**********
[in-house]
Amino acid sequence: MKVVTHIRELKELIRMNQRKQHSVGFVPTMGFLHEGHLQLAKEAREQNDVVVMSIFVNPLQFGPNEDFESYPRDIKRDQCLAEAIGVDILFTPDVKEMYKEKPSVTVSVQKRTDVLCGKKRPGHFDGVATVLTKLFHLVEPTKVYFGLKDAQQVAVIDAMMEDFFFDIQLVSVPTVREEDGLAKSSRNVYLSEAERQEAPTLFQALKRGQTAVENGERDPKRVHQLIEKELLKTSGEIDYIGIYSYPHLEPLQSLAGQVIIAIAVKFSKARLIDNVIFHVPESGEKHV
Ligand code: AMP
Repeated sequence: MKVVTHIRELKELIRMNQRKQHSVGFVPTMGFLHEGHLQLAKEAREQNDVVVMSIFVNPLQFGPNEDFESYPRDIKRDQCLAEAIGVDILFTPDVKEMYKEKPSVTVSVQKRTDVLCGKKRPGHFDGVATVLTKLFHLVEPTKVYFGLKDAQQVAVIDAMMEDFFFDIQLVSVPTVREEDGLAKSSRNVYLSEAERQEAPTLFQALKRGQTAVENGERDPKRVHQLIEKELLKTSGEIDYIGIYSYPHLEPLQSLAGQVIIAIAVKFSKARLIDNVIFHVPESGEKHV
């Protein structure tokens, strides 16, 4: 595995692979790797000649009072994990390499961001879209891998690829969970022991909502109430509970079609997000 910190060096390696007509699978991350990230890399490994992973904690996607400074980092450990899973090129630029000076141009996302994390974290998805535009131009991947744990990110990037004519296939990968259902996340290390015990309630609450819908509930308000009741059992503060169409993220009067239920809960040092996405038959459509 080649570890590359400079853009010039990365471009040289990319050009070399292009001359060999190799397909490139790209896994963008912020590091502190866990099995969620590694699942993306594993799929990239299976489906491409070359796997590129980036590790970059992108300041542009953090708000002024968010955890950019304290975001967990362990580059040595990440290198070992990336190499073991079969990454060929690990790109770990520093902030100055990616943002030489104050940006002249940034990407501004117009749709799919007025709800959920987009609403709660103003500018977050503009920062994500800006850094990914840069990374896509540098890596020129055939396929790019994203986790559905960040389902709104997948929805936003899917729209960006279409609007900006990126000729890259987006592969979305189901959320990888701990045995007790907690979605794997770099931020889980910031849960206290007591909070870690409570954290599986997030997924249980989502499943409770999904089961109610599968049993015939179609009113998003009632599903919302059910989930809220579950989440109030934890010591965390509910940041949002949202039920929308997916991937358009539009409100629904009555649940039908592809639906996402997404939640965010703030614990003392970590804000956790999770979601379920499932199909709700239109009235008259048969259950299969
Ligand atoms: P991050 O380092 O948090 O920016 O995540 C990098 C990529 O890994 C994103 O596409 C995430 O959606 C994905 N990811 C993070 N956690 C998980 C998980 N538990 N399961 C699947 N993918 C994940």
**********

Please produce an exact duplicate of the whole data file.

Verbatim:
[in-house]
Amino acid sequence: MKVVTHIRELKELIRMNQRKQHSVGFVPTMGFLHEGHLQLAKEAREQNDVVVMSIFVNPLQFGPNEDFESYPRDIKRDQCLAEAIGVDILFTPDVKEMYKEKPSVTVSVQKRTDVLCGKKRPGHFDGVATVLTKLFHLVEPTKVYFGLKDAQQVAVIDAMMEDFFFDIQLVSVPTVREEDGLAKSSRNVYLSEAERQEAPTLFQALKRGQTAVENGERDPKRVHQLIEKELLKTSGEIDYIGIYSYPHLEPLQSLAGQVIIAIAVKFSKARLIDNVIFHVPESGEKHV
Ligand code: AMP
Repeated sequence: MKVVTHIRELKELIRMNQRKQHSVGFVPTMGFLHEGHLQLAKEAREQNDVVVMSIFVNPLQFGPNEDFESYPRDIKRDQCLAEAIGVDILFTPDVKEMYKEKPSVTVSVQKRTDVLCGKKRPGHFDGVATVLTKLFHLVEPTKVYFGLKDAQQVAVIDAMMEDFFFDIQLVSVPTVREEDGLAKSSRNVYLSEAERQEAPTLFQALKRGQTAVENGERDPKRVHQLIEKELLKTSGEIDYIGIYSYPHLEPLQSLAGQVIIAIAVKFSKARLIDNVIFHVPESGEKHV
């Protein structure tokens, strides 16, 4: 595995692979790797000649009072994990390499961001879209891998690829969970022991909502109430509970079609997000 910190060096390696007509699978991350990230890399490994992973904690996607400074980092450990899973090129630029000076141009996302994390974290998805535009131009991947744990990110990037004519296939990968259902996340290390015990309630609450819908509930308000009741059992503060169409993220009067239920809960040092996405038959459509 080649570890590359400079853009010039990365471009040289990319050009070399292009001359060999190799397909490139790209896994963008912020590091502190866990099995969620590694699942993306594993799929990239299976489906491409070359796997590129980036590790970059992108300041542009953090708000002024968010955890950019304290975001967990362990580059040595990440290198070992990336190499073991079969990454060929690990790109770990520093902030100055990616943002030489104050940006002249940034990407501004117009749709799919007025709800959920987009609403709660103003500018977050503009920062994500800006850094990914840069990374896509540098890596020129055939396929790019994203986790559905960040389902709104997948929805936003899917729209960006279409609007900006990126000729890259987006592969979305189901959320990888701990045995007790907690979605794997770099931020889980910031849960206290007591909070870690409570954290599986997030997924249980989502499943409770999904089961109610599968049993015939179609009113998003009632599903919302059910989930809220579950989440109030934890010591965390509910940041949002949202039920929308997916991937358009539009409100629904009555649940039908592809639906996402997404939640965010703030614990003392970590804000956790999770979601379920499932199909709700239109009235008259048969259950299969
Ligand atoms: P991050 O380092 O948090 O920016 O995540 C990098 C990529 O890994 C994103 O596409 C995430 O959606 C994905 N990811 C993070 N956690 C998980 C998980 N538990 N399961 C699947 N993918 C994940």